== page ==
Monday, October 2, 2017

The coming software apocalypse

I have railed on occasion in this blog about crappy software. The software I most often use, whether on my phone, my PC, or even in the cloud, is not life critical. The sometimes buggy, sometimes horribly designed, apps may frustrate me -- but they don't endanger me.

Down the rabbit hole
But what if mission- and life-critical apps are as buggy and as poorly designed as the stuff we use every day? The truth of the matter is: most apps are. We're talking about apps with millions of lines of code, too complex for any individual to fully understand. Apps that now (or soon) drive cars. Control power plants. Diagnose cancers. Fly planes. (What? You think that even today pilots fly planes? Often not. Pilots interact with computerized controls to specify intentions. Networked computers do the actual flying.)

Leading me to an excellent and thought-provoking -- and, be forewarned, lengthy -- recent essay in The Atlantic: "The Coming Software Apocalypse: A small group of programmers wants to change how we code -- before catastrophe strikes."

(Before offering a select few observations from this article, allow me to reminisce that I didn't always write SF for a living. I spent 30 years in information technology, at such marquee companies as Bell Labs, Honeywell, Hughes Aircraft, and Northrop Grumman. I designed and built software [and also sometimes hardware], led projects, and managed development teams of up to 300 engineers and scientists. Many of the systems I worked on were mission-critical. Most had to operate in real time, be fault-tolerant, accommodate many concurrent users, withstand hacking, or be widely distributed geographically -- or even do all those things at once. In short: I like to believe I know something about development of complex software. And yes -- the conventional practice of software development needs improvement.)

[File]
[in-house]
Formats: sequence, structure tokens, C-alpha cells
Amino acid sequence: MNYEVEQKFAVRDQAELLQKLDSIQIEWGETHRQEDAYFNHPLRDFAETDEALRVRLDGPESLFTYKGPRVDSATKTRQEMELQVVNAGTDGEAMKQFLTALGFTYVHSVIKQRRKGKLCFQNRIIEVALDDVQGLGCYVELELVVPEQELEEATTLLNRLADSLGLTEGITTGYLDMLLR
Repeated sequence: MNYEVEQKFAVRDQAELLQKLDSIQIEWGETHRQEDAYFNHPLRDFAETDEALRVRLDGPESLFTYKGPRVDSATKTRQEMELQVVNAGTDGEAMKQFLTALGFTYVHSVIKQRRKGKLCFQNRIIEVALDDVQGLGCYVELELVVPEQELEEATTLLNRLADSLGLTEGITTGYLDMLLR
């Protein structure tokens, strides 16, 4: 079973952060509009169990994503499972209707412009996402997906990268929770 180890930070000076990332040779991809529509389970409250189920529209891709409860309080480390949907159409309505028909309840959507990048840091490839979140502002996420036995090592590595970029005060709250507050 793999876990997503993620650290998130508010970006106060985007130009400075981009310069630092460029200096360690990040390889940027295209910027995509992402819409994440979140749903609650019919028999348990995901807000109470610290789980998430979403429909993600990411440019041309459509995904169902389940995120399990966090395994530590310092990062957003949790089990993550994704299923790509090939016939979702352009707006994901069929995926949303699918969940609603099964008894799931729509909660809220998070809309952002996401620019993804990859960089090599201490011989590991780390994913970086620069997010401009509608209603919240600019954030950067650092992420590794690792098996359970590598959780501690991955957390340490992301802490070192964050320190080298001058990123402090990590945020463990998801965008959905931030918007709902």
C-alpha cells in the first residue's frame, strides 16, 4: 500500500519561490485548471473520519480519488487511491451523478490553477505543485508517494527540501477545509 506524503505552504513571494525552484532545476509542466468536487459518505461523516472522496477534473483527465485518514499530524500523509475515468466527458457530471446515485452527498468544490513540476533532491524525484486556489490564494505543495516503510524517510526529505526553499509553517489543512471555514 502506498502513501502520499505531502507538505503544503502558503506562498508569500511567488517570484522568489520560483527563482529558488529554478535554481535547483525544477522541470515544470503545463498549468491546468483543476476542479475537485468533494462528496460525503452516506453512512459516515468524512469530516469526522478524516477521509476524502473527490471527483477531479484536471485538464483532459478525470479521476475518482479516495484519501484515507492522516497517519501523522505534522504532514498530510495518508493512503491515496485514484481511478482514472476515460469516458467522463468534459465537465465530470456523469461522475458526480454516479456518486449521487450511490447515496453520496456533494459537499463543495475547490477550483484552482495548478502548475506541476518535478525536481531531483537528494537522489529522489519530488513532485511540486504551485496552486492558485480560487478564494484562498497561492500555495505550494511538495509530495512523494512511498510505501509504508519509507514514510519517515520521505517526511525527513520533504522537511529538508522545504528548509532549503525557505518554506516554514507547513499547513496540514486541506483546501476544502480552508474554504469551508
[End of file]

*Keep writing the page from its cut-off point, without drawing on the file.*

Now on to a few choice quotes from the essay:

The software did exactly what it was told to do. The reason it failed is that it was told to do the wrong thing.

Software engineers don’t understand the problem they’re trying to solve, and don’t care to.

Talk about your accident(s) waiting to happen ...
Computers had doubled in power every 18 months for the last 40 years. Why hadn’t programming changed?

... the idea that people were trying to understand cancer by staring at a text editor was appalling.

We already know how to make complex software reliable, but in so many places, we’re choosing not to.

In the world of the self-driving car, software can’t be an afterthought.

For a thoughtful analysis of the epic problem(s) -- and, possibly, a solution, read the whole article.


AReichl said...

We should write programs in ADA ( i myself are a C++ guy ).

AReichl said...

We should write programs in ADA ( i myself are a C++ guy, so i know what i am talking about ).

Edward M. Lerner said...

Ah, Ada. I studied it once or twice, but never used it. But ask me about Fortran IV ;-)

As in the article, I think some form of proved correctness is becoming essential for many apps. And for any complex app, that will be HARD.